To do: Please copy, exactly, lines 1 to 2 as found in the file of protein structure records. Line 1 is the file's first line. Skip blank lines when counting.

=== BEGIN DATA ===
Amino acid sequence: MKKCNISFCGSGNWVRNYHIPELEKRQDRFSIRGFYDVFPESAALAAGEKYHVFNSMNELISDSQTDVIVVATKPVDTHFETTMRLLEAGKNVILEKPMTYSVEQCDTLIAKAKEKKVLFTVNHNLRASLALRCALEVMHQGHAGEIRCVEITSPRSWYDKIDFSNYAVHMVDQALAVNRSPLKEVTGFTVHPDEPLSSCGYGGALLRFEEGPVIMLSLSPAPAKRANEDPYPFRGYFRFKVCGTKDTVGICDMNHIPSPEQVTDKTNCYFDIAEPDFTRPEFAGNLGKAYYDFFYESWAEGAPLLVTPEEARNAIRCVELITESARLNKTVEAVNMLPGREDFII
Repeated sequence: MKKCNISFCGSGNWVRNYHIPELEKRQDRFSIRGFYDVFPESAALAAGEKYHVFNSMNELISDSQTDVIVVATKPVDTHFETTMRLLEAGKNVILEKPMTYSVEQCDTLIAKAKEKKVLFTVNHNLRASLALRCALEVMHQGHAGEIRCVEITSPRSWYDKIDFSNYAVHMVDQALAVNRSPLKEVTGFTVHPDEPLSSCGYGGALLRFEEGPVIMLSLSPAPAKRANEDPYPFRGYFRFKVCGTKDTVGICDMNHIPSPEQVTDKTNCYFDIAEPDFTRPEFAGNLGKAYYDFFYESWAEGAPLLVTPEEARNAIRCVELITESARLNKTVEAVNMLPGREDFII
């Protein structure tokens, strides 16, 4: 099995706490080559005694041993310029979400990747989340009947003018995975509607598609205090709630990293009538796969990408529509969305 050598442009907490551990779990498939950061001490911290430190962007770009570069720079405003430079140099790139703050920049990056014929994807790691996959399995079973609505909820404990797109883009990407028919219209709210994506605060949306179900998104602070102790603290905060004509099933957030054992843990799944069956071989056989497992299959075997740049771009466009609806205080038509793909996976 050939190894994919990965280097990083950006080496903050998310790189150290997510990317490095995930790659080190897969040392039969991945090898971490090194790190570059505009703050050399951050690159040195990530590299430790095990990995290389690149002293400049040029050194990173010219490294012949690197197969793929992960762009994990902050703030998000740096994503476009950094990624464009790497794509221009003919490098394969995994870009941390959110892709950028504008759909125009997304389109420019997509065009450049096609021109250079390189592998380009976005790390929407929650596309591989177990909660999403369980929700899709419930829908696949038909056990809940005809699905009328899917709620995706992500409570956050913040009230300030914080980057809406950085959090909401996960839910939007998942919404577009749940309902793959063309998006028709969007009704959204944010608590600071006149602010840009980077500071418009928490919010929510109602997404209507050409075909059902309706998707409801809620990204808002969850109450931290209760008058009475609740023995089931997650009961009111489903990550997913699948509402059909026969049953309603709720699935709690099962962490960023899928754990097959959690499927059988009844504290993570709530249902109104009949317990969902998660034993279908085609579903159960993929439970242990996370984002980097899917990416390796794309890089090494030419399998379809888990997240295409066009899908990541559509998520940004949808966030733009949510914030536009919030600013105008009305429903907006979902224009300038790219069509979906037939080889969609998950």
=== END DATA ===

Amino acid sequence: MKKCNISFCGSGNWVRNYHIPELEKRQDRFSIRGFYDVFPESAALAAGEKYHVFNSMNELISDSQTDVIVVATKPVDTHFETTMRLLEAGKNVILEKPMTYSVEQCDTLIAKAKEKKVLFTVNHNLRASLALRCALEVMHQGHAGEIRCVEITSPRSWYDKIDFSNYAVHMVDQALAVNRSPLKEVTGFTVHPDEPLSSCGYGGALLRFEEGPVIMLSLSPAPAKRANEDPYPFRGYFRFKVCGTKDTVGICDMNHIPSPEQVTDKTNCYFDIAEPDFTRPEFAGNLGKAYYDFFYESWAEGAPLLVTPEEARNAIRCVELITESARLNKTVEAVNMLPGREDFII
Repeated sequence: MKKCNISFCGSGNWVRNYHIPELEKRQDRFSIRGFYDVFPESAALAAGEKYHVFNSMNELISDSQTDVIVVATKPVDTHFETTMRLLEAGKNVILEKPMTYSVEQCDTLIAKAKEKKVLFTVNHNLRASLALRCALEVMHQGHAGEIRCVEITSPRSWYDKIDFSNYAVHMVDQALAVNRSPLKEVTGFTVHPDEPLSSCGYGGALLRFEEGPVIMLSLSPAPAKRANEDPYPFRGYFRFKVCGTKDTVGICDMNHIPSPEQVTDKTNCYFDIAEPDFTRPEFAGNLGKAYYDFFYESWAEGAPLLVTPEEARNAIRCVELITESARLNKTVEAVNMLPGREDFII